On an unrelated note I’m getting some media attention within the coming week.. Not mildly so either. It’s strange that my story is going to be known in a non-anonymous way. A separate article will also be published in the next couple of months. I don’t know what this will mean in any number of ways.. I don’t know how this will affect my job prospects. My name is very unique, so a google search will certainly deliver results that can’t be mistaken for someone else. As far as family and friends I’m not concerned. I frankly don’t have the time or energy to concern myself with negative judgements, etc.
I’ve a “health thing” going on as well. It’s too early to tell how big of a “thing” this is. My hope is that it will just remain an annoyance without any major implications. Me being me though, I hope and plan for the best, but plan for the absolute worst at well. I’m not putting my life on hold for this though.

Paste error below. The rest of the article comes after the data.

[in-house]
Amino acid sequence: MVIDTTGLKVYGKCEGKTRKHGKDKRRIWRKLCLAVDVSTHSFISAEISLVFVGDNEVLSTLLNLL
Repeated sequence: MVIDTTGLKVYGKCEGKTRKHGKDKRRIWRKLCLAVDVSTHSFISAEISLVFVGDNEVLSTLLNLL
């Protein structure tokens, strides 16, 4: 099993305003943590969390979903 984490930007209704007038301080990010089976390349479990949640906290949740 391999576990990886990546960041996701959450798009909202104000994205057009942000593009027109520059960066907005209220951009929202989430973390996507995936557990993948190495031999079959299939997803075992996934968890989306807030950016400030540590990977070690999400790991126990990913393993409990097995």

The photo in this post is using a technique called HDR, so it will have a surreal/altered look. It was taken on the summit of Mount Washington in New Hampshire. I’ve been to the summit three times now and each time was stunning. On a clear day you can see the surrounding landscape for a distance that I can’t even estimate aside from saying it’s many, many miles. If you ever get the chance, go to this place. Go to the White Mountains. The early morning mist is amazing in its own right. There aren’t many people out before sunrise aside from other photographers and a few nature lovers. Everyone is basically doing the same thing – standing outside of their vehicles just taking in the spectacular scene. It’s a feeling like nothing else. I’ll miss this place – at least for now.